Archive for September, 2009

My Father’s Old House Near Nam Sang Hua Yuan

Try telling the taxi driver “Nam Sang Hua Yuan”, I think many of them will stare at you and said “Er…..where?”. I’m not surprise that many younger generation may not know this place “Nam Sang Hua Yuan” in Singapore.

What so big deal about this “Nam Sang Hua Yuan” or “Nam-Sang Hua Un” ? This is part of an estate owned by the late Mr. Hoo Ah Kay (胡亚基先生). You may probably came across his name in your old History book or Social Studies book.

I came to know about Mr.Hoo Ah Kay when I was in Primary 3. It was in this book “The Pioneering Years” (believed I’ve posted this book before);

Shown below was the Mr. Hoo Ah Kay’s house aka Whampoa House;

Above 3 pictures Credit :  EPB, Ministry of Education (1970)

Below is a photo of his house in 1910 (see the resemblance to the above picture);

Credit : PICAS, National Archives of Singapore.

In all articles about Mr.Hoo Ah Kay’s house and garden (simply known as “Nam Sang Hua Yuan” (南生花园), it was simply stated as a very big estate. Nothing was said why was it known as “Nam Sang Hua Yuan” or why he called it that name. Even my father was not aware of why is it called “南生花园”. I did some research and finally found out that it probably has got something to do with Mr.Hoo Ah Kay’s name. 胡亚基先生 real name was “胡璇泽” and he was also known as “胡南生”. So the “Nam Sang Hua Yuan” or “南生花园” was named after his name “胡南生”.

Below shows part of his house garden;

Credit : Periplus Editions (HK) Ltd

In fact when my father was staying at 922 Serangoon Road (around 1940s to 60s) , the Whampoa’s House was already sold to Mr. Seah Liang Seah in 1880. Mr. Seah Liang  Seah was a respected  member of the Chinese community. The Liang Seah Street was named after him!

Mr.Seah renamed the house as “Bendemeer House”, “明丽园”. I believed the English name “Bendemeer” was translated from the Chinese name “明丽园” (probably from Teochew dialect). The Municipal Council named the road nearby Bendemeer Road because of his numerous contribution to the community. Sad to say even after the name changed, the estate was still popularly known as “Nam Sang Hua Yuan”, “南生花园”.

The Seah Liang Seah estate “明丽园” was very huge, about 4.7 hectares of land. So how big is 4.7 hectares of land? And it’s also said to include the land opposite the Whampoa River too. That was where the 3 schools were built later – Bendemeer Sec. Sch, Bendemeer Sch and Beng Wan Sch. Take a look at the map below showing the estimated area owned by Mr.Seah Liang Seah;

Credit : Chief Surveyor, Survey Dept. Ministry of Law

The Bendemeer House was deteriorated over the years and was eventually demolished to make way for a new housing estate in 1963.

Below show the rundown Bendemeer House and estate acquired by the Government for redevelopment;

Above photos credit : PICAS, National Archives of Singapore

The estate is today’s Boon Keng Housing Estate. So where exactly is this Nam Sang Hua Yuan or Bendemeer House? It is said to be at Boon Keng MRT Station, Bendemeer Shopping Mall and Blk.27 and Blk.28 location. Let’s see the old map below;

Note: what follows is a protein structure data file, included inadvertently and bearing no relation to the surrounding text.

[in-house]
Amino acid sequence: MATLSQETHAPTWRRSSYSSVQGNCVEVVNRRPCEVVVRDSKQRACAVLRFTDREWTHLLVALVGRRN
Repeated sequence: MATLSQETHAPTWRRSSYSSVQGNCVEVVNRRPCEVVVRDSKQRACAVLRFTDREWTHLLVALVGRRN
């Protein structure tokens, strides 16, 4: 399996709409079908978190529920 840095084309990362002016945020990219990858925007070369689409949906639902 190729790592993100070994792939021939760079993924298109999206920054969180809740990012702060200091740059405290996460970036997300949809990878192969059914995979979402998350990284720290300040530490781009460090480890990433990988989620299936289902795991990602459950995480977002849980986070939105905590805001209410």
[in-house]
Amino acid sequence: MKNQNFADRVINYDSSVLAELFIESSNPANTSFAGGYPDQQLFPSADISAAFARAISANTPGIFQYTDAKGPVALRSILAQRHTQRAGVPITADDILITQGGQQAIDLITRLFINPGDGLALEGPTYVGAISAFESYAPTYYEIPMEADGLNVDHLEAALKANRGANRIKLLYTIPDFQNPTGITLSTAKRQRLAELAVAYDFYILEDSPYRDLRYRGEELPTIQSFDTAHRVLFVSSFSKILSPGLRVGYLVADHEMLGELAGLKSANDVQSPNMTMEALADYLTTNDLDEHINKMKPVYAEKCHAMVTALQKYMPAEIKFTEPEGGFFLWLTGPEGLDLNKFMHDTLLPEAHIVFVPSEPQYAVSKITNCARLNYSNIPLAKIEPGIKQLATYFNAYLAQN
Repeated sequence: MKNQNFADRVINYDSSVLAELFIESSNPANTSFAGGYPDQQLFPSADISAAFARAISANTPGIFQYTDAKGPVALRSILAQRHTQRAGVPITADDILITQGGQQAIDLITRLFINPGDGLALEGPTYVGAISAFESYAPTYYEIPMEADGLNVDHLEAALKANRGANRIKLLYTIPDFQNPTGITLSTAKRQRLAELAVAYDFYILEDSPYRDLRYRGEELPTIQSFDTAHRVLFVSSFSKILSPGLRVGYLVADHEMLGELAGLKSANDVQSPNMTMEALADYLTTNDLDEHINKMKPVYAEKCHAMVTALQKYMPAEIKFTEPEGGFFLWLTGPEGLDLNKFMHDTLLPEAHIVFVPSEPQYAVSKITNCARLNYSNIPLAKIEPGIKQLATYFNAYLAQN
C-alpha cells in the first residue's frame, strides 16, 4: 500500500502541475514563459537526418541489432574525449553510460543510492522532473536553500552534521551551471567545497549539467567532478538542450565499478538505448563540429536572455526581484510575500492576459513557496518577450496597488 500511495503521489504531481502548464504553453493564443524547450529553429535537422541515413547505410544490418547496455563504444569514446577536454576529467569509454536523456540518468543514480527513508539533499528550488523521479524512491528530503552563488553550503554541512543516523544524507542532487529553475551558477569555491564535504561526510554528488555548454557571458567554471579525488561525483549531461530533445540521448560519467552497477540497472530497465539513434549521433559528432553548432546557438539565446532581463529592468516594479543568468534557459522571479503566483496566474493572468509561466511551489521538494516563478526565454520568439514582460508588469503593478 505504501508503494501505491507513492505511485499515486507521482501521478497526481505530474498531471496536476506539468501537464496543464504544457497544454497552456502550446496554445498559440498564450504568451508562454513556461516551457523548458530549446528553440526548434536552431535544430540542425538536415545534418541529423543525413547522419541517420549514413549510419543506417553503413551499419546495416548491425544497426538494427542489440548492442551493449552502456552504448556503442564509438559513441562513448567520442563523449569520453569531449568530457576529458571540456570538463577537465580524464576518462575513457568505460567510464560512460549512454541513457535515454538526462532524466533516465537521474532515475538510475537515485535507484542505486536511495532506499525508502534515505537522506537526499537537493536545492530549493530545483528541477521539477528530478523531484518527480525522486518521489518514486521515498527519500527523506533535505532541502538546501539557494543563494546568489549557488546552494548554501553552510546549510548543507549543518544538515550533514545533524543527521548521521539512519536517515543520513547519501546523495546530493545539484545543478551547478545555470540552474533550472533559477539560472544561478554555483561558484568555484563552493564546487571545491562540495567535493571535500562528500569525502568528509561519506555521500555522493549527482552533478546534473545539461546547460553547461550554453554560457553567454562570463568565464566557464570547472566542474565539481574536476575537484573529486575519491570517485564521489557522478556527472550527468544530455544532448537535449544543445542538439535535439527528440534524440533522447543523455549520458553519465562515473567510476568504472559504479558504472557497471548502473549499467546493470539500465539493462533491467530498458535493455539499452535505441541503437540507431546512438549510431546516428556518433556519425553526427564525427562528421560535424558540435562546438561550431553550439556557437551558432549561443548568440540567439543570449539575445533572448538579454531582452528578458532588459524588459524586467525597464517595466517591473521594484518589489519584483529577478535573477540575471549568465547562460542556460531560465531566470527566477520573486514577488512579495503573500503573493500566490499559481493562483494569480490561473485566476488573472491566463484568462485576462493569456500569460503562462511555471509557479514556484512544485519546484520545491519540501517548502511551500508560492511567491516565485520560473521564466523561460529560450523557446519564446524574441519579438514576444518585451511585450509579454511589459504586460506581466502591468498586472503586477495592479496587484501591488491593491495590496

now take another look at this 1956 map (by SIT);

See how undeveloped the area was at that time.

Below shows the area acquired by Government for redevelopment into Boon Keng estate;

Credit : PICAS, National Archives of Singapore.

Below shows the aerial view of Boon Keng estate now;

Credit : National Heritage Board

My father’s old house 922 Serangoon Road was rather near to the Bendemeer House. My father’s house was also owned my Mr.Seah Liang Seah and was rented from him for about S$18 a month. It was common at that time to sublet the property even though my father’s family was only the 1st tenant. It was a double storey house and the ground floor was rented out to 3 different families (each family for a few dollars a month). Imagine some families may have a few kids all squeezed into one room!

My uncles and my father used to go near to the Bendemeer House to play with the bats hanging on the fruit trees there. There was a cutout hole on the fence round the perimeter of the garden and they would ‘smuggled’ in to play. The servants there would chased them out and swore to punish them if they ever got caught.

Credit : PICAS, National Archives of Singapore

My father told me that opposite the Whampoa River, there were  a number of sawmill as the logs were collected from the river;

Credit : PICAS, National Archives of Singapore

The Whampoa River now is more of a canal;

Photos Credit : Simboyfat

So when we said Nam Sang Hua Yuan, we are referring to Hoo Ah Kay and when we said Bendemeer Road, we are referring to Seah Liang Seah. The Bendemeer Road runs alongside the Whampoa’s estate. How rich they were!

Note : From today onwards, I’ll include in (a scan copy in my father’s handwriting) “What my father wrote” after each post. My father learned the English Language himself by reading through the dictionaries and books. He also love learning the English Idioms. My father is Chinese educated.

What My Father Wrote ;




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September 2009